08 June 2012

Growing Up Absurd (Fischer vs. Spassky Edition)

Not that I necessarily recommend reading this recent piece over at HTML Giant. While it could use a lot of help (i.e., editing, rewriting & development, etc), its central thesis -- that of reading Don DeLillo's Underworld through the lens of the Walter Benjamin's oft-cited concept of the "Angel of History" -- makes perfect sense. For those that don't know it or can't recall it in full, Benjamin described the concept thusly:

"A Klee painting named ‘Angelus Novus’ shows an angel looking as though he is about to move away from something he is fixedly contemplating. His eyes are staring, his mouth is open, his wings are spread. This is how one pictures the angel of history. His face is turned toward the past. Where we perceive a chain of events, he sees one single catastrophe which keeps piling wreckage and hurls it in front of his feet. The angel would like to stay, awaken the dead, and make whole what has been smashed. But a storm is blowing in from Paradise; it has got caught in his wings with such a violence that the angel can no longer close them. The storm irresistibly propels him into the future to which his back is turned, while the pile of debris before him grows skyward. This storm is what we call progress."

Benjamin was writing in 1940, and the storm he was referring to was the tide of fascism that had swept part of Europe. Yet Benjamin's notion of the Angel of History seems not only apt for analyzing Underworld, but could also apply to a fair amount of DeLillo's other works I've read over the years; particularly in relation to the meditative thematic undertow and tropes that often lay at the narrative heart of several of his other more ambitious novels. Which is unsurprising in a way, considering that DeLillo is an author of a specific generation. That generation being the post-"Greatest" one, the one that came of age in the decades immediately following the Second World War. The generation that grew up in during America's confident post-war peak as "Leader of the Free World," only to watch the country watch it all falter and begin to slide into decline a mere two decades later.1   Something happened along the way -- in the murky and turbulent transition between those two eras -- but what, exactly? Somewhere in the past, back in the years of the Cold War and the arms race with the Soviets, back when the country assumed its leadership role with an almost frenzied and bloody-minded sense of assurance (if not divine birthright), certain forces were set into motion -- forces which not only shaped history, but also birthed their share of secret histories, as well. And in so doing, produced a legion of demons and phantoms that would linger for decades thereafter, even into the present day.2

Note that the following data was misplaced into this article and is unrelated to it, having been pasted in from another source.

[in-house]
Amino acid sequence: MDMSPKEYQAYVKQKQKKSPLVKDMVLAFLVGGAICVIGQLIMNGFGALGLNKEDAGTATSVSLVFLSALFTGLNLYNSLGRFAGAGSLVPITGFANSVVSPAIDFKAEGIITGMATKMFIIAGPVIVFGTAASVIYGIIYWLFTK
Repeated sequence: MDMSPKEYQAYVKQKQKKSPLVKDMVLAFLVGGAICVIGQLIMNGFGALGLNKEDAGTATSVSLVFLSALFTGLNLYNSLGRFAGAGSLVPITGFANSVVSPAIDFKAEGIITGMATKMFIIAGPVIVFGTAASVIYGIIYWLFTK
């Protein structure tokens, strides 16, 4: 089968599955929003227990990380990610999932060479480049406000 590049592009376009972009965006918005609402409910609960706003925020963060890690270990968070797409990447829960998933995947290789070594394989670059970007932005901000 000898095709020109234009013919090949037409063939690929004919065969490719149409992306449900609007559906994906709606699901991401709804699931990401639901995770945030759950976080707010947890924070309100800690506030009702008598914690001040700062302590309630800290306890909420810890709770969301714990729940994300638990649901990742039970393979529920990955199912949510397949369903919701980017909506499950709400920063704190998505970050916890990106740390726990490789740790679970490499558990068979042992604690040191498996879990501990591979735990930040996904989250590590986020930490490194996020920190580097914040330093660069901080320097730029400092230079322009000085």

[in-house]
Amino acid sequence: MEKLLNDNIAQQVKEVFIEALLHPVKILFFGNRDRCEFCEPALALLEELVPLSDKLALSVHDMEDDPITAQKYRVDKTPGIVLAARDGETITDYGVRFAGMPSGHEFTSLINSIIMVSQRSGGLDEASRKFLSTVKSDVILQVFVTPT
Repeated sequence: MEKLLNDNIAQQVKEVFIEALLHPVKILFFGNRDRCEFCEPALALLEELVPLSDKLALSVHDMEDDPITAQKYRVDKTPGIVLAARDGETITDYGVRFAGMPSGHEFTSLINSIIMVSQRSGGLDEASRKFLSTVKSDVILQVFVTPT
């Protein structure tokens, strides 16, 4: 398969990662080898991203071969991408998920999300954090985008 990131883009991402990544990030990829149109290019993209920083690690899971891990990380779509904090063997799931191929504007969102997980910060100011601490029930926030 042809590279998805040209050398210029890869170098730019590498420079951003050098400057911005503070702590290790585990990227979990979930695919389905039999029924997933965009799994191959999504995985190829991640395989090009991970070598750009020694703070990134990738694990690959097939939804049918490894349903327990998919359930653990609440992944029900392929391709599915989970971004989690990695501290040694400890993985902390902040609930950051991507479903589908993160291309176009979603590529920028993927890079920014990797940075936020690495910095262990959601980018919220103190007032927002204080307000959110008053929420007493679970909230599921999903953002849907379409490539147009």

This has frequently been the stuff of subtext for a number of DeLillo's novels -- the cognitive dissonance of trying the square the American present with the past -- the inability to fully make sense of the of how things are in relation to how they were, or how they were supposed to be. The past as a foreign country, the present as the most mundanely maladjusted of futures.3   Therein lies a shared cultural neurosis, with DeLillo aiming to examine its various tics and symptoms in literary form.4

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1.  Although this socio-historic framing has been frequently invoked in his more recent titles, it isn't just the affluent years of 1950s America that DeLillo summons in certain novels. Earlier novels like Americana and Great Jones Street draw on elements of the 1950s and '60s countercultures. Yet inasmuch as Delillo engages these countercultural elements from the recent past (as an tangential "alternatives" to American mainstream society during those years), it's usually in a way that highlights their dwindling and marginalized and dissipated half-life in American culture during subsequent decades.

2.  A good bit of which very much continues to shape the ideological and political landscape in America to this very day. As manifest, one might argue, by the recent revived popularity of Atlas Shrugged and of various conspiracy theories that hail back to the most batshit of Bircherite literature from the 1950s.

3.  "The present" being a somewhat relative term in this context, because DeLillo's more ambitious novels are usually set or centered within a certain historical period -- ranging from the 1950s into the 1980s. There are exceptions, of course; such as The Falling Man, which was set in New York City in the weeks and years immediately following the 9-11 attacks. Yet inasmuch as the specter of the World Trade Center's twin towers serves as a recurring motif throughout the novel, in many ways it seems like an echo of the towers' appearance in Underworld -- referring back to the years of the Trade Center's construction in the early 1970s, playing out as an ambivalent and ironic symbol in each book.

4.  I wouldn't, however, make a case for there being a hauntological element in DeLillo's work. His tone is often more contemplative and circumspect (as opposed to melancholy or nostalgic) for that sort of thing.

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